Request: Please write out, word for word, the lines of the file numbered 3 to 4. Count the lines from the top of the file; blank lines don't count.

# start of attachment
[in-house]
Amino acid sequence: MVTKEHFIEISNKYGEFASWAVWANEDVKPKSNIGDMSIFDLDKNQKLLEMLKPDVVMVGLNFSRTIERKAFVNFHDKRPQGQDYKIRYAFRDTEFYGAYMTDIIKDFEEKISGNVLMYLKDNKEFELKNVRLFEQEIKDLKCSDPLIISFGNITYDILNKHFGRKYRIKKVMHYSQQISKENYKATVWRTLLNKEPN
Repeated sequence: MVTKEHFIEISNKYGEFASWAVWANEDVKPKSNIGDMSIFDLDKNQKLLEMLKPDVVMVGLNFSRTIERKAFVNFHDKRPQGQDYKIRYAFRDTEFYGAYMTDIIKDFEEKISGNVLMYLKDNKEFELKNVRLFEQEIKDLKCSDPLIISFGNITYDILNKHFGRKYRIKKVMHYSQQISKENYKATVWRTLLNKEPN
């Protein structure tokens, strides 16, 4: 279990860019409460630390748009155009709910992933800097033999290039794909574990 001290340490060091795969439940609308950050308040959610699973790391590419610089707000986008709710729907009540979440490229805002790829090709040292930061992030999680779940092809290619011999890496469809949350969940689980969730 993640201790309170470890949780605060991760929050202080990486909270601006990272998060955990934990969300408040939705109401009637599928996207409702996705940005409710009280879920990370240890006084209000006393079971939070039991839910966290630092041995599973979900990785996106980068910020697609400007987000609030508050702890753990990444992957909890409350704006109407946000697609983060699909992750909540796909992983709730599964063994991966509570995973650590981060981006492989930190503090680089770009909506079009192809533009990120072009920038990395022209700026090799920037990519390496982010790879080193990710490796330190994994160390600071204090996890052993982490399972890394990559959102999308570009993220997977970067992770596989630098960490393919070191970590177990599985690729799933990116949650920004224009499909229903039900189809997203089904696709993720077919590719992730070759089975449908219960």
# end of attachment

Repeated sequence: MVTKEHFIEISNKYGEFASWAVWANEDVKPKSNIGDMSIFDLDKNQKLLEMLKPDVVMVGLNFSRTIERKAFVNFHDKRPQGQDYKIRYAFRDTEFYGAYMTDIIKDFEEKISGNVLMYLKDNKEFELKNVRLFEQEIKDLKCSDPLIISFGNITYDILNKHFGRKYRIKKVMHYSQQISKENYKATVWRTLLNKEPN
């Protein structure tokens, strides 16, 4: 279990860019409460630390748009155009709910992933800097033999290039794909574990 001290340490060091795969439940609308950050308040959610699973790391590419610089707000986008709710729907009540979440490229805002790829090709040292930061992030999680779940092809290619011999890496469809949350969940689980969730 993640201790309170470890949780605060991760929050202080990486909270601006990272998060955990934990969300408040939705109401009637599928996207409702996705940005409710009280879920990370240890006084209000006393079971939070039991839910966290630092041995599973979900990785996106980068910020697609400007987000609030508050702890753990990444992957909890409350704006109407946000697609983060699909992750909540796909992983709730599964063994991966509570995973650590981060981006492989930190503090680089770009909506079009192809533009990120072009920038990395022209700026090799920037990519390496982010790879080193990710490796330190994994160390600071204090996890052993982490399972890394990559959102999308570009993220997977970067992770596989630098960490393919070191970590177990599985690729799933990116949650920004224009499909229903039900189809997203089904696709993720077919590719992730070759089975449908219960």